Tilsworth widens his eyes. “Dear Lord…” he says, starting for a few moments before closing his eyes and shaking his head.

“Iii-eeeeee!” In the enclosed space, from a throat that usually produces low and moderate tones, Kinako’s shriek of alarm is most likely a discomfiting chorus to the chaos erupting. She grabs a support bar and pulls herself across the room to follow Maurice, desperately collecting her composure along the way. “I have! I will get my kit, please prepare me a suit.”

“Discovery…to Ulm Station,” comes the voice of Tolliver Grange. “I’ve got…good news. And bad…news.”

Maxwell blinks a few times “…I think we’ve seen the bad news. What’s the good?”

Nya gapes, fish-like and speechless as words – in any language – simply won’t express. She waggles her head with uncertainty. “I…no. Some, but not good for out there…” Pressing her cross, in hand, to her lips, she pushes off the ceiling and into a communication chair, strapping in.

“Drive works,” Grange says. “Stable. Nice…work. Just hope…you can make another.” Telemetry shows the Discovery, along with the remnants of the media vessels, tumbling into Mercury’s gravity well. “On the…upside…I’ll be first…man on Mercury.”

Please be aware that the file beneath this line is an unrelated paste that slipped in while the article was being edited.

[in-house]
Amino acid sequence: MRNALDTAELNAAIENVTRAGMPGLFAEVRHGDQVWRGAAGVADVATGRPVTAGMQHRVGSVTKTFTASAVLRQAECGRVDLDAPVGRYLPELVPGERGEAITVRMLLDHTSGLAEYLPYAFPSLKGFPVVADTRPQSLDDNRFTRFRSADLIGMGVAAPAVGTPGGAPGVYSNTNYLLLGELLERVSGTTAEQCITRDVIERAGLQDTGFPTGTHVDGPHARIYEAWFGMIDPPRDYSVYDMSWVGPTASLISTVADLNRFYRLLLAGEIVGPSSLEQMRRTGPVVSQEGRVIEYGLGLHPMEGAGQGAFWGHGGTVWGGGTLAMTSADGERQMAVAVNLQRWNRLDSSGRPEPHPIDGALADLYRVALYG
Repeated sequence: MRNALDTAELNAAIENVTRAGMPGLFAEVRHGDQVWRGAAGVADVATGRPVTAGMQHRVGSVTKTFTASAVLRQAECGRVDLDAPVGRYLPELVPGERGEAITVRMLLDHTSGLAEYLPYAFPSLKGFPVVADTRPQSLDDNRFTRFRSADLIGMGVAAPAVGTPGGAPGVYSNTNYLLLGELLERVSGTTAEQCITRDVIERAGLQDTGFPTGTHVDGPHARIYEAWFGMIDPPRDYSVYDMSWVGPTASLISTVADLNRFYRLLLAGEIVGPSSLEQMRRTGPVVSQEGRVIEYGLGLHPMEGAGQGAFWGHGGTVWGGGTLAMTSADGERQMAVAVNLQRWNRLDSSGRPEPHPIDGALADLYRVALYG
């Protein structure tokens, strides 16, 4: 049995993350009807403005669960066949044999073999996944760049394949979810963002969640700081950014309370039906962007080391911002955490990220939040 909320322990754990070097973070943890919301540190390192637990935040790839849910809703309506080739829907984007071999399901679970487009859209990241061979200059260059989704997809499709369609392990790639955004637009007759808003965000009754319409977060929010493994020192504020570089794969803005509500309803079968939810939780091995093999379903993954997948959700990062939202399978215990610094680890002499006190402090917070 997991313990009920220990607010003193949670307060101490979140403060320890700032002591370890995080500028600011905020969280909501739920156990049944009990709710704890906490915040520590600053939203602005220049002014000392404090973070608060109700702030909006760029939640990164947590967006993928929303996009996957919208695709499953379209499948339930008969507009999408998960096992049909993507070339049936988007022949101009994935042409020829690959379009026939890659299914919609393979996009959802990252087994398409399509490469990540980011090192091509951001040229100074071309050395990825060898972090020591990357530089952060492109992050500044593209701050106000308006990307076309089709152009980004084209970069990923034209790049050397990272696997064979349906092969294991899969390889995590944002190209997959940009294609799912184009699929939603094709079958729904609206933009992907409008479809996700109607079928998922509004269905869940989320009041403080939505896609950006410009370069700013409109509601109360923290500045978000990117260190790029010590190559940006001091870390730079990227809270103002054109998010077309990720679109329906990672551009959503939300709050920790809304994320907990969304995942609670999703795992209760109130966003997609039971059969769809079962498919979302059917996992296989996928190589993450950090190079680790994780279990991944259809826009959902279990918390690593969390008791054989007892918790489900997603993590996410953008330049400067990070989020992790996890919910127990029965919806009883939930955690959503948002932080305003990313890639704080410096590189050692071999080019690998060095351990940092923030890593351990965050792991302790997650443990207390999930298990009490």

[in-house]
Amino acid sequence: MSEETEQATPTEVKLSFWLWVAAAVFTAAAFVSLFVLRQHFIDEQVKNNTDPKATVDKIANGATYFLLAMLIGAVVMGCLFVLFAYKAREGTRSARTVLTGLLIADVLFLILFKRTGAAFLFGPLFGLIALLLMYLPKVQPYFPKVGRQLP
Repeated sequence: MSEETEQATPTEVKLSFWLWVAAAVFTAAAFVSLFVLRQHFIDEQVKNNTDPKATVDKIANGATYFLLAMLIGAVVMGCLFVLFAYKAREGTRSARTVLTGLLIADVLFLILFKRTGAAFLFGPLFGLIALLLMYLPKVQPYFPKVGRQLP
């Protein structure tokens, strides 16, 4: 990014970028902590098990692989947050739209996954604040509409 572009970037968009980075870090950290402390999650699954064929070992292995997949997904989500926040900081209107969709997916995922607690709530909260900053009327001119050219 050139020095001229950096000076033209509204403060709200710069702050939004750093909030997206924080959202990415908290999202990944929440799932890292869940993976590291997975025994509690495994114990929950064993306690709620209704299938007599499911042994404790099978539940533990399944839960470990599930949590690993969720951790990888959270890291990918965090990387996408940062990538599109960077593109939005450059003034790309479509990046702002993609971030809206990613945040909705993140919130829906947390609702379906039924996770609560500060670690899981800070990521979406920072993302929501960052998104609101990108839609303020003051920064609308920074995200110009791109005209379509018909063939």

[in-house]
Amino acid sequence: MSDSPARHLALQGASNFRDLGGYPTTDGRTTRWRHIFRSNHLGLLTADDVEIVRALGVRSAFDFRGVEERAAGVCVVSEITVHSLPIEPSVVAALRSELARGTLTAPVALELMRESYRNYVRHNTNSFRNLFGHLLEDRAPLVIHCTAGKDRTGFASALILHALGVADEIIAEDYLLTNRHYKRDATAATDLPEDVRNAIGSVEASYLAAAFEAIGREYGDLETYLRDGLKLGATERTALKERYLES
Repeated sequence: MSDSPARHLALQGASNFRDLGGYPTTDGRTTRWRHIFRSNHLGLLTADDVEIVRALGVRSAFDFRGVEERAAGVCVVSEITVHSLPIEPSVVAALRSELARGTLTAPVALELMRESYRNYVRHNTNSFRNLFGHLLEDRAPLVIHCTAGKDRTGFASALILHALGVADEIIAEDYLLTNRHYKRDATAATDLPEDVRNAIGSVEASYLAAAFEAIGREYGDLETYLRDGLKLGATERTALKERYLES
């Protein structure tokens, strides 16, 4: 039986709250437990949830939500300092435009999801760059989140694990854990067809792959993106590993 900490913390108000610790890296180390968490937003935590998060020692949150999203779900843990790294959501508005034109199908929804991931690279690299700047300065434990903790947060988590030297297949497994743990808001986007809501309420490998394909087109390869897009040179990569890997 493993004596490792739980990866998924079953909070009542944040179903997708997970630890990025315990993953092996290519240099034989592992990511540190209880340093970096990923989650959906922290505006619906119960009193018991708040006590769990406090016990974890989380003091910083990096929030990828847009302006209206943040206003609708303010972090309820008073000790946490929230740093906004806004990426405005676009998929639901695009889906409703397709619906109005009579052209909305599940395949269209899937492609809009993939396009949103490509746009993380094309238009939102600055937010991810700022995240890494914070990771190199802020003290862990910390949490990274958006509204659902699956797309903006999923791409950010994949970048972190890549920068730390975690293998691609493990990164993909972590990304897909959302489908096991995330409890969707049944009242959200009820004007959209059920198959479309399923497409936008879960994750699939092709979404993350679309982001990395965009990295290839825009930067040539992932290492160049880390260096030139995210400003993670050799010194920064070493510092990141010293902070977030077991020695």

Tilsworth lets out a few choice words. “Not if we can help it, Discovery.” he looks to Maxwell. “Try to bring up the backup comm link to the shuttle’s onboard computer. Let’s see if there are any maneuvering thrusters left that will still respond, if we can at least pull him into a parking orbit.”

Maxwell nods as he quickly starts to poke at controls in an attempt to set up the necessary linkages and hopefully get some orbiting action going.

Omar Panderyn stares at his hands for a few moments, then at the monitors. “He won’t have enough oxygen. You might be able to hold his orbit, but he won’t keep air. Certainly not long enough for us to get to Mercury. Not unless we’ve got a spare drive lying around that we can install in a shuttle in the next few minutes.”

Maurice glides through the airlock to the shuttle and begins the preflight. The Texan scowls as he tries to shave time off the process. “Sons of bitches. As useful as ticks on a flea’s ass. First amendment my ass.”

Kinako pulls herself over to the medical bay, pulling the emergency kits from the wall and using their momentum to propel her towards the airlock. After an end-over-end tumble, she snags a flight suit and starts working her way into it.